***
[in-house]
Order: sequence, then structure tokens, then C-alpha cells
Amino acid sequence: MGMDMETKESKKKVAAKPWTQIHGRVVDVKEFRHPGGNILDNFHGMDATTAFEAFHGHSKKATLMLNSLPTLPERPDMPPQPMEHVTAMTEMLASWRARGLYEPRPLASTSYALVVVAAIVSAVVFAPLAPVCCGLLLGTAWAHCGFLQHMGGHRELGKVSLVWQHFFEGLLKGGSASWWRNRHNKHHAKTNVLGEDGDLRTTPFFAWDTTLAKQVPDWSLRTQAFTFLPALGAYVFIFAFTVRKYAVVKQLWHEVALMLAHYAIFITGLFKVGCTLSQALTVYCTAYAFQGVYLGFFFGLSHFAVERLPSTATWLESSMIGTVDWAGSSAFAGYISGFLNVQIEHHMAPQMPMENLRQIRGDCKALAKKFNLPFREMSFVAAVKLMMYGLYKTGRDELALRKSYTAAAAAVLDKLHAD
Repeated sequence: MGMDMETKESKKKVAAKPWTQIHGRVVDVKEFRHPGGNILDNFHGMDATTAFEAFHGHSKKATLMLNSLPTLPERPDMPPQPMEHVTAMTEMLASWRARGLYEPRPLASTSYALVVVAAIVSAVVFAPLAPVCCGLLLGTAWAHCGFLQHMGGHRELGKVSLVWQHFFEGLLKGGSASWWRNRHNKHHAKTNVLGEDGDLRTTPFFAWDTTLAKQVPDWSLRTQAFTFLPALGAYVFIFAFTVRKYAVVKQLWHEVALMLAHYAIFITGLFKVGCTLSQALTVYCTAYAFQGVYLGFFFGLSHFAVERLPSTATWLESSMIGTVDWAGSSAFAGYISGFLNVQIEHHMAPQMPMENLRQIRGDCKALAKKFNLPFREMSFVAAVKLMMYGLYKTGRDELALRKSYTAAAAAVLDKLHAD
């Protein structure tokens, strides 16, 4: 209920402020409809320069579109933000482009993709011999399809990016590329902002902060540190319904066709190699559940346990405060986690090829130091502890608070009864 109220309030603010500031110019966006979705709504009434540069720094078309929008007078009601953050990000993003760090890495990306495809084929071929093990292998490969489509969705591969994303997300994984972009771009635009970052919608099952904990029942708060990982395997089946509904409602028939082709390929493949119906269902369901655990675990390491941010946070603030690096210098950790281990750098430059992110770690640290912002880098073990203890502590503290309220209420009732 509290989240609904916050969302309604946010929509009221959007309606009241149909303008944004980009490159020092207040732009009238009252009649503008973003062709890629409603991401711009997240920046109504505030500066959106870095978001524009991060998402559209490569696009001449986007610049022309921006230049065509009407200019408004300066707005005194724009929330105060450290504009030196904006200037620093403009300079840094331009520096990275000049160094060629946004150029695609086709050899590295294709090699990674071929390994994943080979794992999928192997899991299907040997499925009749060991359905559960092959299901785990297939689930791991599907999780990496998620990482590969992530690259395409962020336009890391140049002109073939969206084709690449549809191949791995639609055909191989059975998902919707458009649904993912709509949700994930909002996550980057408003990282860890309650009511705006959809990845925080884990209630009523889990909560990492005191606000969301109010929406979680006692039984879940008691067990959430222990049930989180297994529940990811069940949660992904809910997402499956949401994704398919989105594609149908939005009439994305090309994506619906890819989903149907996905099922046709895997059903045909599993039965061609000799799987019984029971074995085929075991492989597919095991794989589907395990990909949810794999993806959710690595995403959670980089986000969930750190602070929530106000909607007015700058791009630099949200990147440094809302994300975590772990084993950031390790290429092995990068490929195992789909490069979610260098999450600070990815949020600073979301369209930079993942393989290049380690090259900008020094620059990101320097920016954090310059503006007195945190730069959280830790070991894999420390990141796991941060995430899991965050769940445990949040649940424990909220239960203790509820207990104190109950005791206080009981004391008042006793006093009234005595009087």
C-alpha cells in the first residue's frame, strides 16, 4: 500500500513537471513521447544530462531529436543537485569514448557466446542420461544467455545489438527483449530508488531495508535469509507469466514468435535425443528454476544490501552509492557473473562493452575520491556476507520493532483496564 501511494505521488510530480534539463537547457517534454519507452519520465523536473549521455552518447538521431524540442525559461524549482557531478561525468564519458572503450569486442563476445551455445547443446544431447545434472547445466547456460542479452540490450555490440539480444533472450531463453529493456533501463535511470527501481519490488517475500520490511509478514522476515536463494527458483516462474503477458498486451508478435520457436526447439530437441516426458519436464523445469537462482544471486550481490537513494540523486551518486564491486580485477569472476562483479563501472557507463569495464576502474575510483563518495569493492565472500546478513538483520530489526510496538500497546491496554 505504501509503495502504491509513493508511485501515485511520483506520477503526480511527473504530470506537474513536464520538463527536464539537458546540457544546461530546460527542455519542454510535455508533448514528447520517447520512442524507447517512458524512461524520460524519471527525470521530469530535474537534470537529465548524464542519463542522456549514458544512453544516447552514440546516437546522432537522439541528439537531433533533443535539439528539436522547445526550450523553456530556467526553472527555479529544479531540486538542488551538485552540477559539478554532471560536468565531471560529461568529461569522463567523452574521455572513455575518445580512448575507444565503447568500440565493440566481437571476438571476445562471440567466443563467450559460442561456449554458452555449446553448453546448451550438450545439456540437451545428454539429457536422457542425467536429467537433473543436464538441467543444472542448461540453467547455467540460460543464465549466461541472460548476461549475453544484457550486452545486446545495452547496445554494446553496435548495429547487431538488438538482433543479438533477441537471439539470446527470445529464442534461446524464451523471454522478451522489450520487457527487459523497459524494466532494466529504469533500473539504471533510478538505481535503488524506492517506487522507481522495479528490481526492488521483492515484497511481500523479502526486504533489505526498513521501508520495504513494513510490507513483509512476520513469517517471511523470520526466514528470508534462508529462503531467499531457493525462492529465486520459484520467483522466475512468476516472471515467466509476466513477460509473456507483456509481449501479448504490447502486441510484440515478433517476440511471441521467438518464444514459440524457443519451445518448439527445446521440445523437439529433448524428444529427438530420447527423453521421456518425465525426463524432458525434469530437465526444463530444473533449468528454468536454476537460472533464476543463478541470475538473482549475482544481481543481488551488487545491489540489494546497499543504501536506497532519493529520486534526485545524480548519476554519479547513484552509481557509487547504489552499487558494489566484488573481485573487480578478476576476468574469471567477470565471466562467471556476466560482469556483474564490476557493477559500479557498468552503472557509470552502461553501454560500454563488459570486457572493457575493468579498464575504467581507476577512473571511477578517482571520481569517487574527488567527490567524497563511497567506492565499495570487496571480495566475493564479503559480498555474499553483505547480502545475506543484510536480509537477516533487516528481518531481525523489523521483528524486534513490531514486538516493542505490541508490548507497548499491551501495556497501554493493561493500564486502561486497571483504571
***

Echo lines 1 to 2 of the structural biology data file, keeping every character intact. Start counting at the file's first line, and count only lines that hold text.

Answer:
[in-house]
Order: sequence, then structure tokens, then C-alpha cells